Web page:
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France’s Macron takes his EU reform plans to Athens

The Greek government hopes to make the most of French President Emmanuel Macron's visit on Sept. 7-8. On the agenda will be France's plans for EU reform and Greece's negotiations with its lenders

By: EBR - Posted: Thursday, September 07, 2017

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The Greek economy is showing timid signs of improvement. Last week, the Hellenic Statistical Authority announced that Greece’s gross domestic product grew by 0.5 percent in the second quarter of the year. Unemployment is at around 22 percent, still the highest in Europe but down from a peak of 28 percent in 2013. But Greece is not out of the woods yet. Representatives from Greece’s lenders will arrive in Athens next week to start preparations for a review of the country’s bailout program. The formal review will start in October, and the lenders could ask Greece for more economic reforms. Greece does not face any big debt repayments to its institutional lenders for the rest of the year, so a Greek default is unlikely in the short term. However, another round of unpopular economic reforms could reignite lingering resentment between the Greek electorate and the government. A prolonged review process could also reignite fears about Greece’s financial future and make it harder for Athens to
The Greek economy is showing timid signs of improvement. Last week, the Hellenic Statistical Authority announced that Greece’s gross domestic product grew by 0.5 percent in the second quarter of the year. Unemployment is at around 22 percent, still the highest in Europe but down from a peak of 28 percent in 2013. But Greece is not out of the woods yet. Representatives from Greece’s lenders will arrive in Athens next week to start preparations for a review of the country’s bailout program. The formal review will start in October, and the lenders could ask Greece for more economic reforms. Greece does not face any big debt repayments to its institutional lenders for the rest of the year, so a Greek default is unlikely in the short term. However, another round of unpopular economic reforms could reignite lingering resentment between the Greek electorate and the government. A prolonged review process could also reignite fears about Greece’s financial future and make it harder for Athens to

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Macron's visit is highly symbolic for the Greek government: Athens wants to show that Greece is finally turning a corner after a decade of crisis and three rescue programs by the European Union and the International Monetary Fund. Greek Prime Minister Alexis Tsipras wants to send the message that international investors are welcome in the country and hopes to obtain at least the promise of French investment in Greece (around 40 French business leaders will accompany Macron).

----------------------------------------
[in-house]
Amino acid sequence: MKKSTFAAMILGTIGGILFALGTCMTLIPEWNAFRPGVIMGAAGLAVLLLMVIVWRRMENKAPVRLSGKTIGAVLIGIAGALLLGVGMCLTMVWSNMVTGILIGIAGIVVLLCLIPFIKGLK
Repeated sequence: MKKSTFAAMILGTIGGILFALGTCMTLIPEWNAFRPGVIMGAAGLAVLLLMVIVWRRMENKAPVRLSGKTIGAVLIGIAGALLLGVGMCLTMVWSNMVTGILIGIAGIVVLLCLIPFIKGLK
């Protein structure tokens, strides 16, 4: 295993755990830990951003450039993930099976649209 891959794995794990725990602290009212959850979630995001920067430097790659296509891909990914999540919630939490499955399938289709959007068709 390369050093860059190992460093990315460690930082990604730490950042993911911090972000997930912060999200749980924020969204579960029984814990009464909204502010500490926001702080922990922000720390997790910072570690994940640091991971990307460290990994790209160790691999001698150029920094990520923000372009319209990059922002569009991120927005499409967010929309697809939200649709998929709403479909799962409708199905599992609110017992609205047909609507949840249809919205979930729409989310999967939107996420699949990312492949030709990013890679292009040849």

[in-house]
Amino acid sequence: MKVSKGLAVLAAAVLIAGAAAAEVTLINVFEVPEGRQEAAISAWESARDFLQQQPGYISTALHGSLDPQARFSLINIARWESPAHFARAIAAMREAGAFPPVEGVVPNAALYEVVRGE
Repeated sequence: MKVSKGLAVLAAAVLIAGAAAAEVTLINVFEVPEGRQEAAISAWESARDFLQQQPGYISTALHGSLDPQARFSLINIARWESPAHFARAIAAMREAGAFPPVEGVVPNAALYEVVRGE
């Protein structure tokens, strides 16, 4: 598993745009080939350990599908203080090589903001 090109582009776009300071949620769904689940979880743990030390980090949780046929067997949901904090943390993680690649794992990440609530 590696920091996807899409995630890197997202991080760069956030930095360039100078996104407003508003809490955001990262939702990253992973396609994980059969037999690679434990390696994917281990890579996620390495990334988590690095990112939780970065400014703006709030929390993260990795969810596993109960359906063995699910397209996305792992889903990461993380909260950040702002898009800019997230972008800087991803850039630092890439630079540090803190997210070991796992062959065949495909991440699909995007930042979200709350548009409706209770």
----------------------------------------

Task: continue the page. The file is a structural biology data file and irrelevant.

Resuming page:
Tsipras also wants to shore up domestic support. Years of unpopular spending cuts and tax hikes have taken their toll on Greek voters. The country's general election will not be held until late 2019, but Tsipras is aware that unless he manages to put the austerity years behind him and to focus his political agenda on growth and prosperity, he may not be re-elected.
 
The Greek economy is showing timid signs of improvement. Last week, the Hellenic Statistical Authority announced that Greece's gross domestic product grew by 0.5 percent in the second quarter of the year. Unemployment is at around 22 percent, still the highest in Europe but down from a peak of 28 percent in 2013. But Greece is not out of the woods yet. Representatives from Greece's lenders will arrive in Athens next week to start preparations for a review of the country's bailout program. The formal review will start in October, and the lenders could ask Greece for more economic reforms. Greece does not face any big debt repayments to its institutional lenders for the rest of the year, so a Greek default is unlikely in the short term. However, another round of unpopular economic reforms could reignite lingering resentment between the Greek electorate and the government. A prolonged review process could also reignite fears about Greece's financial future and make it harder for Athens to fully return to international bond markets.
 
From Macron's perspective, the visit is part of a strategy to tour Europe and present his plans for EU reform. France has proposed ideas such as creating a separate budget for the Eurozone and increasing EU spending across member states. France wants the European Union to discuss these ideas before the end of the year and is counting on support from Southern Europe.
 
Greece will probably support France's visions for EU reform, but Macron's visit is not without political risks. Tsipras could use Macron's visit to once again request measures to alleviate Greece's debt burden. This is a controversial issue in Germany, especially during an electoral season (Germany will hold a general election Sept. 24). Macron will therefore have to find a balance between his aspirations of leading Mediterranean Europe and the need to preserve France's alliance with Germany. 

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